Thermal and electrolytic decomposition and ignition of han-water solutions

Prashant Khare, Vigor Yang, Hua Meng, Grant A. Risha, Richard A. Yetter

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31 Scopus citations


Thermal and electrolytic decomposition and ignition of water solutions of hydroxylammonium nitrate (HAN, [NH3OH]+[NO3]-) are investigated. Experiments are conducted to demonstrate the feasibility of electrolytic ignition for HAN-based ionic liquid propellants. As a consequence of electrolysis, the propellant decomposes to NH2OH, HNO3, HONO, HNO, N2O, N2, NO, NO2, H2O, H2(g), and O2(g). These species then initiate a series of gas phase reactions, governed by the H-O-N kinetics scheme, and lead to ignition. Electrochemical mechanisms are established and incorporated into an existing chemical kinetics scheme for thermal decomposition of HAN-water solutions. The analysis treats the liquid and gas phases separately, and matches their respective processes at the interfacial boundary to determine the overall decomposition and ignition characteristics. Results are benchmarked against experimental data for the species evolution in the condensed phase, as well as laser-induced ignition delay of 13 M HAN-water solution. The effects of electric current (0-2.5 A), propellant volume (0.1-0.3 cc), initial temperature (300-450 K), and HAN concentration (9-13 M) on the ignition behaviors are investigated systematically. The ignition delay decreases with increasing electric current as a power-law function:, where A = 3.95 and n = 0.95 for a 0.1 cc 13 M HAN-water solution at an initial condition of 300 K and 1 atm. The exponent n and coefficient A are decreasing functions of the initial temperature. For a given power, decreasing the initial volume of HAN-water solution increases the current density available for electrolysis, and expedites the ignition process. The work represents the first theoretical study of its kind on this topic.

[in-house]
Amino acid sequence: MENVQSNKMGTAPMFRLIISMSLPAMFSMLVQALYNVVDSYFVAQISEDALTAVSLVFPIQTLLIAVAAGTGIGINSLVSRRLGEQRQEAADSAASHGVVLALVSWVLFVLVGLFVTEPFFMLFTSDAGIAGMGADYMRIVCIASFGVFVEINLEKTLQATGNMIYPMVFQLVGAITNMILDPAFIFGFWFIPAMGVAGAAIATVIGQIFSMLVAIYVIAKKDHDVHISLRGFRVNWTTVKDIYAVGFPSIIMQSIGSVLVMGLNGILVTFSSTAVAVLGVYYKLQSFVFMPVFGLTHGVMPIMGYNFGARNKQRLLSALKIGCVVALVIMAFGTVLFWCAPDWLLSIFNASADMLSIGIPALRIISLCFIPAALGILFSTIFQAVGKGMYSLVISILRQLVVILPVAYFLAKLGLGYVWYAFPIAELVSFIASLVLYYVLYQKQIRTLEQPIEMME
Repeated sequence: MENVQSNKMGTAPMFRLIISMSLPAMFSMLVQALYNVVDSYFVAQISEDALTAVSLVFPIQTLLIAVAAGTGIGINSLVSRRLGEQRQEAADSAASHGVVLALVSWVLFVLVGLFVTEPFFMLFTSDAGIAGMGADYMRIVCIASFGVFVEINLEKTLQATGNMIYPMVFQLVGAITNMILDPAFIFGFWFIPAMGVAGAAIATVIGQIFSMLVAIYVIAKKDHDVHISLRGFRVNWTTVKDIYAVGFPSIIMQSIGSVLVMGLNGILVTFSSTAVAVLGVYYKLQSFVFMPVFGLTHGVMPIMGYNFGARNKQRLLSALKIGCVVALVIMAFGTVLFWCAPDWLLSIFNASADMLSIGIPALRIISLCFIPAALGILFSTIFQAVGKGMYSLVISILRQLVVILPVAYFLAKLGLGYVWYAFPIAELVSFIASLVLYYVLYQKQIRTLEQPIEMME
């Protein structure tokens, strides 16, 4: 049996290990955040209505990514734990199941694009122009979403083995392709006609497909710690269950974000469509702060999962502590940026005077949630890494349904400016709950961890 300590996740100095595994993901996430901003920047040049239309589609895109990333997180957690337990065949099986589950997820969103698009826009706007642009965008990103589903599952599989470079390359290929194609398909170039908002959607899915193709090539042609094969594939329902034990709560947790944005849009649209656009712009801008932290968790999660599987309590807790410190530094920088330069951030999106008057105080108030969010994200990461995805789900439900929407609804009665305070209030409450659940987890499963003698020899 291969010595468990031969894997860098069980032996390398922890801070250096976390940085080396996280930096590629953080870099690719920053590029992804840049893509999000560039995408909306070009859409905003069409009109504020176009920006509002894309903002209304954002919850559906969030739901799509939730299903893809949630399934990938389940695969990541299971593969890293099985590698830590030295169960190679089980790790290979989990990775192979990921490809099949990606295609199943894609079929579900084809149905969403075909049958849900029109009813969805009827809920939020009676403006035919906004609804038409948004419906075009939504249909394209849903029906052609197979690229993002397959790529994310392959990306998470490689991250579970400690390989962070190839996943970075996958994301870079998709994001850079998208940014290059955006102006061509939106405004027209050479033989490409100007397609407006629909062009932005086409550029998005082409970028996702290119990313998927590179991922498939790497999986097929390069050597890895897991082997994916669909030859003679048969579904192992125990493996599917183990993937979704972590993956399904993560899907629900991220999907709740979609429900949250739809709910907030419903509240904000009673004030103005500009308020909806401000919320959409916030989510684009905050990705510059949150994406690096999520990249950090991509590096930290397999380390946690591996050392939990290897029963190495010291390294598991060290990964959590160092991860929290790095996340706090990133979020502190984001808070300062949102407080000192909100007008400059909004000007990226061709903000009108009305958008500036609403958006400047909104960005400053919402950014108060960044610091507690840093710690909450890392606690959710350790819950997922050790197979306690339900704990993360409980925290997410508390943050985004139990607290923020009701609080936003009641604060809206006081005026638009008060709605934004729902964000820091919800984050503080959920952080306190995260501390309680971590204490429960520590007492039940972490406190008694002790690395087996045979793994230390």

Original languageEnglish (US)
Pages (from-to)1065-1078
Number of pages14
JournalCombustion science and technology
Issue number7
StatePublished - Jul 3 2015

All Science Journal Classification (ASJC) codes

  • General Chemistry
  • General Chemical Engineering
  • Fuel Technology
  • Energy Engineering and Power Technology
  • General Physics and Astronomy


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